January 24, 2023 • Life for Leaders
Scripture — Exodus 17:8-13
Then Amalek came and fought with Israel at Rephidim. Moses said to Joshua, “Choose some men for us and go out, fight with Amalek. Tomorrow I will stand on the top of the hill with the staff of God in my hand.” So Joshua did as Moses told him, and fought with Amalek, while Moses, Aaron, and Hur went up to the top of the hill. Whenever Moses held up his hand, Israel prevailed; and whenever he lowered his hand, Amalek prevailed. But Moses’ hands grew weary; so they took a stone and put it under him, and he sat on it. Aaron and Hur held up his hands, one on one side, and the other on the other side; so his hands were steady until the sun set. And Joshua defeated Amalek and his people with the sword.
A story in Exodus illustrates powerfully the fact that we “can’t do it alone” when it comes to our work and leadership. God set things up so that Moses had to rely on the help of Aaron and Hur if the Israelites were going to prevail in battle. You and I need our own “Aarons and Hurs,” those who support us in our work. Plus, we have the opportunity to be for others an Aaron or a Hur. As you go through this day, find a way to support someone who is working hard and needs your encouragement.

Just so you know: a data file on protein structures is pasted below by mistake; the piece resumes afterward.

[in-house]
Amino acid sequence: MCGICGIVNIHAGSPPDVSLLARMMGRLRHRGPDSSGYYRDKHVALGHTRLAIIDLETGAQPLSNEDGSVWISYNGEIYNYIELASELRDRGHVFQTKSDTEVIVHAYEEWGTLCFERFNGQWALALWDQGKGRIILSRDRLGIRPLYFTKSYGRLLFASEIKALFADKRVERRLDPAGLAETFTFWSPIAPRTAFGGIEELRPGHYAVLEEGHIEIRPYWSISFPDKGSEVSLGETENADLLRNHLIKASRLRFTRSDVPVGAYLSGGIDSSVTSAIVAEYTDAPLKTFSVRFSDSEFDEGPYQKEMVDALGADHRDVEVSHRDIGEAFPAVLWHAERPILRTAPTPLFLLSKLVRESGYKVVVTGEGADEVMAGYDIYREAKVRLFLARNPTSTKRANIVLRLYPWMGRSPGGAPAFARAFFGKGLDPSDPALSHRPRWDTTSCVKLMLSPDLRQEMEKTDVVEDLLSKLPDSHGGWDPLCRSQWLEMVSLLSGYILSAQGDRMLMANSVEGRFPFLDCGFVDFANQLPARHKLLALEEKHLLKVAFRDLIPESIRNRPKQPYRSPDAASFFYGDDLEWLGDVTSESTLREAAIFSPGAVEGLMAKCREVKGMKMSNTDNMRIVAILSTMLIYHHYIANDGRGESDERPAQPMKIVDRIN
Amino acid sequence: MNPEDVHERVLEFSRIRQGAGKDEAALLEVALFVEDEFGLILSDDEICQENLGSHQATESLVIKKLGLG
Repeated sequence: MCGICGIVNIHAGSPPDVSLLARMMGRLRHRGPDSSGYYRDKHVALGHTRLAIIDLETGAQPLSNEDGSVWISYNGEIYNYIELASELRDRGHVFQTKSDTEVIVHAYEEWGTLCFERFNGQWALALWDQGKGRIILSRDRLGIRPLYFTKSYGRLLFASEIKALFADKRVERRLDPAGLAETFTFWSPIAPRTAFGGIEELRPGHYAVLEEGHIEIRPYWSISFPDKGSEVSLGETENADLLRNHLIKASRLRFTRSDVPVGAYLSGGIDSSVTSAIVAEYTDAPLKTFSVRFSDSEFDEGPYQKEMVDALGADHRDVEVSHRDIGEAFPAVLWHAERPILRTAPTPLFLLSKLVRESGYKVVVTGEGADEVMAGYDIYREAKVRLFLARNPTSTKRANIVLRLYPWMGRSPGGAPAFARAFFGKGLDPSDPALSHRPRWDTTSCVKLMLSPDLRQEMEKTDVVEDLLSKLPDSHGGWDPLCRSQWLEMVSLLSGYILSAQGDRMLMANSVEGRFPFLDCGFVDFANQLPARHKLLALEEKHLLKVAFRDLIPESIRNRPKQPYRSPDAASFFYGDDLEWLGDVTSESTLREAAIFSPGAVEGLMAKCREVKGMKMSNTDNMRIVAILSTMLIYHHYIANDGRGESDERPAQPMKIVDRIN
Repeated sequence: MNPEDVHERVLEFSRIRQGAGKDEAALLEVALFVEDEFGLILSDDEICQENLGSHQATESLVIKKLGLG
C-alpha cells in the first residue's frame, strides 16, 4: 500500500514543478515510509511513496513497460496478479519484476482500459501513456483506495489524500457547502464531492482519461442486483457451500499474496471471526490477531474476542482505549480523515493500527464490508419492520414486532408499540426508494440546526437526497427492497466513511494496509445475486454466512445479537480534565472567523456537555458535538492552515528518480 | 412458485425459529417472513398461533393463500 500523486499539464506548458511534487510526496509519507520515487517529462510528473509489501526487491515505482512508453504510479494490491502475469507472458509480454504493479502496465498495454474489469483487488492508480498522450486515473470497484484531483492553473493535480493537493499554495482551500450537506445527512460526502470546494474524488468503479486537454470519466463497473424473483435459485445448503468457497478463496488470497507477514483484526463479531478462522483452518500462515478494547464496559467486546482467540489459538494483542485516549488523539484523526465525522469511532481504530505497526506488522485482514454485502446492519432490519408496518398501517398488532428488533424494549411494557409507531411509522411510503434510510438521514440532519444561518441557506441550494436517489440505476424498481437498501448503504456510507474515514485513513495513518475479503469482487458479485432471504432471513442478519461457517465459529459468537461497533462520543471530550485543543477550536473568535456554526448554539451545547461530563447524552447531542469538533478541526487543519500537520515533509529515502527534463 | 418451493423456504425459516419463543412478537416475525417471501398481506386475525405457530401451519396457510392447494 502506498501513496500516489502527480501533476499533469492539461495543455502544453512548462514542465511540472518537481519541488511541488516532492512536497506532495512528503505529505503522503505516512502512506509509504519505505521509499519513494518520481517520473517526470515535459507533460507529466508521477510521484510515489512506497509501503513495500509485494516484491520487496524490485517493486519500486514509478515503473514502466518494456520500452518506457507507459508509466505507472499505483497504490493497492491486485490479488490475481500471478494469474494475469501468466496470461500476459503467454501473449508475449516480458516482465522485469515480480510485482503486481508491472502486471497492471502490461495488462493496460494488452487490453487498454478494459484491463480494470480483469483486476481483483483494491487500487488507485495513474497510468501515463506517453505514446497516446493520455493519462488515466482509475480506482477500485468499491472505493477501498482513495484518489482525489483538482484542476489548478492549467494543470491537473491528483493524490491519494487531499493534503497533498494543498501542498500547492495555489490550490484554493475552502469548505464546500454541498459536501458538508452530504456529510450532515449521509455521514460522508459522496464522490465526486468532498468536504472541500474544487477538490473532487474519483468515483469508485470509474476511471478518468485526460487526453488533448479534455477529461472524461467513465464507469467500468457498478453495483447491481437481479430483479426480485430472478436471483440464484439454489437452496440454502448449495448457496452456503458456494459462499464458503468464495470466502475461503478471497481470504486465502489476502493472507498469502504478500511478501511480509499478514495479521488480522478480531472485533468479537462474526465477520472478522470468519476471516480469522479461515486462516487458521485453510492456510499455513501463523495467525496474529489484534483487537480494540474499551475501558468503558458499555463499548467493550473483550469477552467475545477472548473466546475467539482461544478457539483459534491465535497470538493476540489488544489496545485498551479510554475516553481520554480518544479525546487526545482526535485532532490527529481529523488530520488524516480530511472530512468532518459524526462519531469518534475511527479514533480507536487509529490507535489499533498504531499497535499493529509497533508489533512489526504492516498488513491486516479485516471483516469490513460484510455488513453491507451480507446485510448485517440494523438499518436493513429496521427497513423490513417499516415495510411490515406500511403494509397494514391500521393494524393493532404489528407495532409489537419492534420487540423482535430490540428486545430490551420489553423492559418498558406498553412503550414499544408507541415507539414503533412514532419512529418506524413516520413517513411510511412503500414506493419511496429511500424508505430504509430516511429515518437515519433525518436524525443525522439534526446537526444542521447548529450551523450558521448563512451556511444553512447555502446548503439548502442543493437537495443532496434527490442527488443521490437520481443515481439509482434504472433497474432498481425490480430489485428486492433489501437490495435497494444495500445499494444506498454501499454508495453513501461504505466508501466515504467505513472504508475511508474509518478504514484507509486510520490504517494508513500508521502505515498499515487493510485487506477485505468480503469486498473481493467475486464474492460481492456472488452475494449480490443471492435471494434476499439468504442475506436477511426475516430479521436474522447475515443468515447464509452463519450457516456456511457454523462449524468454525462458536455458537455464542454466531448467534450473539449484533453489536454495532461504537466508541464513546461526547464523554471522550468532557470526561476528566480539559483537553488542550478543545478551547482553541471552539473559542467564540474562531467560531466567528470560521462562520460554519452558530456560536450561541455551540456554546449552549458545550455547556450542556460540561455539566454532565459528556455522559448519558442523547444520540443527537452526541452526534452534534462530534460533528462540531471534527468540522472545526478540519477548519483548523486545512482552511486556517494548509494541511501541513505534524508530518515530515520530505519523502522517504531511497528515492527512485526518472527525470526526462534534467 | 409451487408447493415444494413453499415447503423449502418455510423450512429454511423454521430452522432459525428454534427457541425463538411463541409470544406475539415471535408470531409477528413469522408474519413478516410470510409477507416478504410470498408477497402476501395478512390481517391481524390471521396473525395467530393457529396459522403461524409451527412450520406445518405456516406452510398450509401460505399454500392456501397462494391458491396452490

Today’s devotion is part of the Life for Leaders series: Can’t Do It Alone.
I have loved this story from Exodus 17 since I was a boy. Back then, I enjoyed any action story, especially one in which the “good guys” prevailed over the “bad guys.” But my love for Exodus 17:8-13 had to do with more than this. I was fascinated by the miraculous effect of Moses raising up his staff and I was especially moved by how Aaron and Hur helped Moses by holding up his hands.
Even though I’m no longer young in years, I still love this story. Though I’m less enamored by the thrill of battle and the miracle of the staff, I’m even more moved by the actions of Aaron and Hur than I was decades ago. Now I can feel the exhaustion of Moses more viscerally. I know what that’s like. I can imagine his concern when he could no longer hold up his staff by himself. I know what it’s like to realize that I can’t do it alone! I can sense Moses’s relief when Aaron and Hur came to help him. I can imagine their conversation as they shared in this powerful experience of collaboration.